“Some degree of solids accumulation is inevitable in plug-flow and other flow-through systems due to limited mixing within these systems. This can be especially problematic when cattle manure is used as the primary feedstock due to the high lignocellulosic biosolid content in this waste. Indeed, these materials have a tendency to settle within the digester and are slow to degrade. As a result, the effective volume is reduced, and therefore the hydraulic retention time of the digester system is shortened, which leads to lower substrate conversion.

Mechanical mixing can be used to resuspend settled solids and thereby mitigate solids accumulation and clogging; however, it also promotes hydraulic short circuiting within the plug-flow digester, which can reduce substrate conversion and consequently methane yield.”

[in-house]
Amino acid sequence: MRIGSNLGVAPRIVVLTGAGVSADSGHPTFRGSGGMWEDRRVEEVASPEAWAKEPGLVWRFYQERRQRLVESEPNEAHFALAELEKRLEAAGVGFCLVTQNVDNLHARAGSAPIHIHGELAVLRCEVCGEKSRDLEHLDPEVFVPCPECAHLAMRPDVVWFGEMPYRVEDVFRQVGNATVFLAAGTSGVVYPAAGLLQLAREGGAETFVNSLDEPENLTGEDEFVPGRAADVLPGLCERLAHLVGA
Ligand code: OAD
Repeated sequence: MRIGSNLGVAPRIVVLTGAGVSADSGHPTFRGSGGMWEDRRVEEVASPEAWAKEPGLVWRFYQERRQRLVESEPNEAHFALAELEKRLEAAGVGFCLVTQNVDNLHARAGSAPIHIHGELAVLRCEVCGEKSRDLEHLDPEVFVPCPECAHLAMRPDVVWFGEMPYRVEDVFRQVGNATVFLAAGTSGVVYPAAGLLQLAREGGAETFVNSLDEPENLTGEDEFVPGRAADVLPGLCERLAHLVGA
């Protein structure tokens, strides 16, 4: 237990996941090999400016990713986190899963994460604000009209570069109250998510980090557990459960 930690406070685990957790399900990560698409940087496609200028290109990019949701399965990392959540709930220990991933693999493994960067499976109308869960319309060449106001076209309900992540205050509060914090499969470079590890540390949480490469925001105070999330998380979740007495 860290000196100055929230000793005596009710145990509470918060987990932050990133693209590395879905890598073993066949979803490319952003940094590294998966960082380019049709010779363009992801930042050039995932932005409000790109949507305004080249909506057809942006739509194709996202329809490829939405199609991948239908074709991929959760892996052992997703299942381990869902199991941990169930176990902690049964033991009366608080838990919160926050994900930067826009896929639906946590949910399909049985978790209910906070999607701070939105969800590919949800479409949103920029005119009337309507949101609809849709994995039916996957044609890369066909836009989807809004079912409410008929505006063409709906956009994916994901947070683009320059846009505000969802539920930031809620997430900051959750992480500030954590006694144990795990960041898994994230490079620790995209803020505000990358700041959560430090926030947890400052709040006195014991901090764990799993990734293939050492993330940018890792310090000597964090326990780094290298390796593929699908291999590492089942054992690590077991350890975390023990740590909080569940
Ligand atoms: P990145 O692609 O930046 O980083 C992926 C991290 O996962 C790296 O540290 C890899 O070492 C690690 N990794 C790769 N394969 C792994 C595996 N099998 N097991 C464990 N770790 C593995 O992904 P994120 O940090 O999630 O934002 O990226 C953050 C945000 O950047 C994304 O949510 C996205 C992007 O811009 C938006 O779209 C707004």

I just started my studies of biodigesters so my knowledge is still very limited. ( looking for a mentor :) ) I am going to use a 2000L water tank based on the IBC digester systems.

I thought biodigesters always needed to be cleaned out after a certain amount of time. Especially with biodigesters that don't have a mixing systems.

In my digester I was planning to put stones at the bottom to increase surface area for bacteria. I read this only one time but couldn't find more information about this. With an increased surface area bacteria would be able to digest more of the slow decomposing substances. Is this true? and would this be a good option for a 2000L biodigester?